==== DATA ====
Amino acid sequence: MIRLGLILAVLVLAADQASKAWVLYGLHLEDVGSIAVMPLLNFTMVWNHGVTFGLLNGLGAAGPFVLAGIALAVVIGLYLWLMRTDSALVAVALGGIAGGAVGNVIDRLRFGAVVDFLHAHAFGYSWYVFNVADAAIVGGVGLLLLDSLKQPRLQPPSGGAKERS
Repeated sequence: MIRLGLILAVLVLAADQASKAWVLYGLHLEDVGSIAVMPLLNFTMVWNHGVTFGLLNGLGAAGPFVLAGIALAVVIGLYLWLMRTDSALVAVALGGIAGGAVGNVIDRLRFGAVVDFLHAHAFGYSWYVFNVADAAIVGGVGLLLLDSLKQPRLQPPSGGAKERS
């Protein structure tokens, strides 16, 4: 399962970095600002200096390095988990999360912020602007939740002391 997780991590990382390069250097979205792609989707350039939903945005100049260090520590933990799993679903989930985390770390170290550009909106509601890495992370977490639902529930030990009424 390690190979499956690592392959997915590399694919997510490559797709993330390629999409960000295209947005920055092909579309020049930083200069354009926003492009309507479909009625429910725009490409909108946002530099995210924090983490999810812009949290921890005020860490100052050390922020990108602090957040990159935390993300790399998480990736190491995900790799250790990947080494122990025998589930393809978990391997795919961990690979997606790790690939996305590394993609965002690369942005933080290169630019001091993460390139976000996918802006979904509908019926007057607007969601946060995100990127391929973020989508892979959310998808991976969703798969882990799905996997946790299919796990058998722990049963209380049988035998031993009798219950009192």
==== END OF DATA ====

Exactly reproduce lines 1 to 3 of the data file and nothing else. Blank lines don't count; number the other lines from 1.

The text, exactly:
Amino acid sequence: MIRLGLILAVLVLAADQASKAWVLYGLHLEDVGSIAVMPLLNFTMVWNHGVTFGLLNGLGAAGPFVLAGIALAVVIGLYLWLMRTDSALVAVALGGIAGGAVGNVIDRLRFGAVVDFLHAHAFGYSWYVFNVADAAIVGGVGLLLLDSLKQPRLQPPSGGAKERS
Repeated sequence: MIRLGLILAVLVLAADQASKAWVLYGLHLEDVGSIAVMPLLNFTMVWNHGVTFGLLNGLGAAGPFVLAGIALAVVIGLYLWLMRTDSALVAVALGGIAGGAVGNVIDRLRFGAVVDFLHAHAFGYSWYVFNVADAAIVGGVGLLLLDSLKQPRLQPPSGGAKERS
């Protein structure tokens, strides 16, 4: 399962970095600002200096390095988990999360912020602007939740002391 997780991590990382390069250097979205792609989707350039939903945005100049260090520590933990799993679903989930985390770390170290550009909106509601890495992370977490639902529930030990009424 390690190979499956690592392959997915590399694919997510490559797709993330390629999409960000295209947005920055092909579309020049930083200069354009926003492009309507479909009625429910725009490409909108946002530099995210924090983490999810812009949290921890005020860490100052050390922020990108602090957040990159935390993300790399998480990736190491995900790799250790990947080494122990025998589930393809978990391997795919961990690979997606790790690939996305590394993609965002690369942005933080290169630019001091993460390139976000996918802006979904509908019926007057607007969601946060995100990127391929973020989508892979959310998808991976969703798969882990799905996997946790299919796990058998722990049963209380049988035998031993009798219950009192």